P.S. No one has written more lyrically about cosmic gladness than Thomas Merton: “The more we persist in misunderstanding the phenomena of life…the more we involve ourselves in sadness, absurdity, and despair. But it does not matter much, because no despair of ours can alter the reality of things, or stain the joy of the cosmic dance which is always there. Indeed, we are in the midst of it, and it is in the midst of us, for it beats in our very blood, whether we want it to or not. Yet the fact remains that we are invited to forget ourselves on purpose, cast our awful solemnity to the winds, and join in the general dance.” (“New Seeds of Contemplation,” pp. 296-297) What else can I say, except “Amen.” (Thank you Parker Palmer)
Tonight, I was with the good people at St. Mary’s in Park City, Utah, after a good day among the glorious aspens in Wasatch National Forest.
“I’ve lost my way.” One man confesses to his friend. “And it’s not good, because I don’t know how much more I can take.”
“I understand,” his friend says.
“I don’t know what is next, but I think I’m close to the bottom.”
“Well,” his friend tells him. “I can tell you this with all my heart. I have been to the bottom. And I’m glad to report, that the bottom is solid.”
Even when life is catawampus.
Even when, “After a while I wanted to come home, but I didn’t know how.” (Field of Dreams)
Yes, even and especially then, I am grateful for the power of friendship to deliver that gift of hope. And gratefully, we remember that no one of us is on this journey alone.
I’ll give Tish Harrison Warren the last word… “Assume that if you’re burned out, your brain needs the help of another brain. Your brain is not going to be OK until or unless you have the experience and opportunity of being in the presence of someone else who can begin to ask you the kind of questions that will allow you to name the things that you’re experiencing.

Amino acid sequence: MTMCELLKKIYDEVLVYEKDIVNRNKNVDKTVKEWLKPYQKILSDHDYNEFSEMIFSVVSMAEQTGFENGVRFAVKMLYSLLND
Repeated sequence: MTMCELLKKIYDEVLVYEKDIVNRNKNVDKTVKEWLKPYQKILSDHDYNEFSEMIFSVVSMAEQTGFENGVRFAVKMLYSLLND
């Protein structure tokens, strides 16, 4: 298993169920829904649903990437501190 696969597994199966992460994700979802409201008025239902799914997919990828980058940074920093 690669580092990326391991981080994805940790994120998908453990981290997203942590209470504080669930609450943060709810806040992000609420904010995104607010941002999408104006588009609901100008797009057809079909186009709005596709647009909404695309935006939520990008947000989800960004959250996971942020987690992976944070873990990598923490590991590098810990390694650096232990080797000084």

The moment that you start to tell your story vulnerably to someone else, and that person meets you with empathy — without trying to fix your loneliness, without trying to fix your shame — your entire body will begin to change. Not all at once. But you feel distinctly different.
I’m not as lonely in that moment because you are with me. And I sense you sensing me. That’s a neural reality.
It is also something that immediately begins to dismantle the neurophysiological response of shame. And when you begin to dismantle that, your sense of loneliness begins to be transformed. What you need is more practice revealing what’s hard about your life with people who are willing to do the same with you.
When someone comes to me and she’s burned out, it won’t help to give her five things for her to go do to fix her burnout. Remember, she doesn’t have fuel to go do those five things.
So I would say pick one person, pick two people, and say: “I would like to begin to meet with you once a week and just talk about where we are, talk about our stories. Let’s talk about what’s been hard, and not try to fix things but to be present with each other.”
Prayer for our week…
Be generous in prosperity,
and thankful in adversity.
Be fair in thy judgment,
and guarded in thy speech.
Be a lamp unto those who walk in darkness,
and a home to the stranger.
Be eyes to the blind,
and a guiding light unto the feet of the erring.
Be a breath of life to the body of humankind,
a dew to the soil of the human heart,
and a fruit upon the tree of humility.